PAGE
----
- Associated Press - Thursday, June 2, 2016

NAMPA, Idaho (AP) - Attempts to lessen the far right’s hold on the Idaho Republican Party’s core policies stalled Thursday during the first day of the state’s GOP convention.

Instead, members of the party’s platform committee not only reaffirmed they supported the Idaho Republican Party’s policy supporting the gold standard and repealing the 17th Amendment that has U.S. senators popularly elected, it also approved new policies arguing that carbon dioxide is not a pollutant and climate change is because of God not humans.

“We are gold and silver advocates. We are not big-government advocates,” said Tom Dillon, a Republican from Sandpoint.

The panel also backed a proposal stating the U.S. Constitution was a divinely inspired document and another opposing mandatory preschool. “We … urge Congress to repeal government sponsored programs that deal with early childhood development,” one of the proposals stated.

The proposals approved Wednesday must still pass the general assembly, which won’t meet until Saturday. Party officials often jockey to place strategic members on committees in order to pass or veto certain policies, rules or resolutions, but a key hurdle is passing them in front of the entire Republican body.

In the 2008 and 2010 conventions, libertarians’ surging influence on Idaho’s GOP coincided with the rise of tea-party disenchantment with government, particularly the federal variety in Washington, D.C. At those conventions, new libertarian-backed planks were overwhelmingly added to the party platform - the GOP’s guiding document - urging the Federal Reserve’s abolition, the gold standard’s resurrection, support for “nullifying” federal laws and abandoning popular elections of U.S. senators. Mainstream Republicans have rolled their eyes at such proclamations, but they have failed to secure enough political power to have them removed.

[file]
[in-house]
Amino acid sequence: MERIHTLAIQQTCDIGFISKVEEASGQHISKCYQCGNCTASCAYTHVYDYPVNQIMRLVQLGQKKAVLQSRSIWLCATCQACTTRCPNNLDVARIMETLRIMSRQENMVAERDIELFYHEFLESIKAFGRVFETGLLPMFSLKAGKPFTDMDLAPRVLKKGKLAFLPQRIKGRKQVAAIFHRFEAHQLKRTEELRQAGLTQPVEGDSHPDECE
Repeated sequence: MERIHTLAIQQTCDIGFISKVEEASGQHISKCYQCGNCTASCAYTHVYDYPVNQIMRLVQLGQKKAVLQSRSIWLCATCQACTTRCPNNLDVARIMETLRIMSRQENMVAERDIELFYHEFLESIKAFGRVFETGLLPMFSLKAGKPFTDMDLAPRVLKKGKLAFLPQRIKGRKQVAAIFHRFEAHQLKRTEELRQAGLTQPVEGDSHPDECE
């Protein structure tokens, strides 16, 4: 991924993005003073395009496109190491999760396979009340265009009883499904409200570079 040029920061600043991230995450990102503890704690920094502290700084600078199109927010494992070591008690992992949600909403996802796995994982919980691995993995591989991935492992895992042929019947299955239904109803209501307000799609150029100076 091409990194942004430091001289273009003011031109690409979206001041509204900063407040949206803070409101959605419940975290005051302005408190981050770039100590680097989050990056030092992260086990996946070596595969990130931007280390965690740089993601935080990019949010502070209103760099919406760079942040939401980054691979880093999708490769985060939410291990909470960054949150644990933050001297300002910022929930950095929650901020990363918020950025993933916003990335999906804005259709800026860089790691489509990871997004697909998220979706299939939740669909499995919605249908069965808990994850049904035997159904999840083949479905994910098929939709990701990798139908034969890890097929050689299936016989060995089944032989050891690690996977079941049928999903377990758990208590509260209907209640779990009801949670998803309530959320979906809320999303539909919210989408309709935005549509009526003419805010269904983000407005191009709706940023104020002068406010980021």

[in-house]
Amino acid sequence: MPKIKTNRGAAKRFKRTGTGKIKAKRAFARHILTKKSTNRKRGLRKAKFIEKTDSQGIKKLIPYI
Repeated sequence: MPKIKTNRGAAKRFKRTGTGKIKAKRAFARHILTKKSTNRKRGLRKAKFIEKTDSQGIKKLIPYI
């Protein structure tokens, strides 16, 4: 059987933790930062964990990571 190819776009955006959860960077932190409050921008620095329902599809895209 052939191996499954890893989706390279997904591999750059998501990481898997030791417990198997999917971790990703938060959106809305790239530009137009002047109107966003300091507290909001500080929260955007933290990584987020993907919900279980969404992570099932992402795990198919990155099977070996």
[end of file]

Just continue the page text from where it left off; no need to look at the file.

This year’s three-day convention is currently taking place in Nampa. The party will spend the next few days amending policies, rules and resolutions, as well as electing new party officers. The Idaho Republican Party failed to pass any new platforms in 2014 after political infighting resulted in chaos and ended without getting anything done.

The first day resembled very little of the frenzied 2014 convention, which ended in chaos because of political infighting. GOP Chairman Steve Yates, who is running for re-election, stressed that the most important focus of the party is identifying and retaining Republicans as the general election nears. However, signs that the Republican big tent hadn’t completely forgotten its differences were already popping up in the convention’s first meeting.

Allegations of misuse of party funds and crooked accounting forced party treasurer Chris Harriman to stand up during the executive committee meeting and say that the party’s finances are sound.

“This is small, small group making these claims,” said David Johnston, the GOP’s executive director, adding that the party had come in under the budgeted $75,000 on the convention and raised more than the $150,000 anticipated goal.

“We have exceeded our expectations,” Johnston said.

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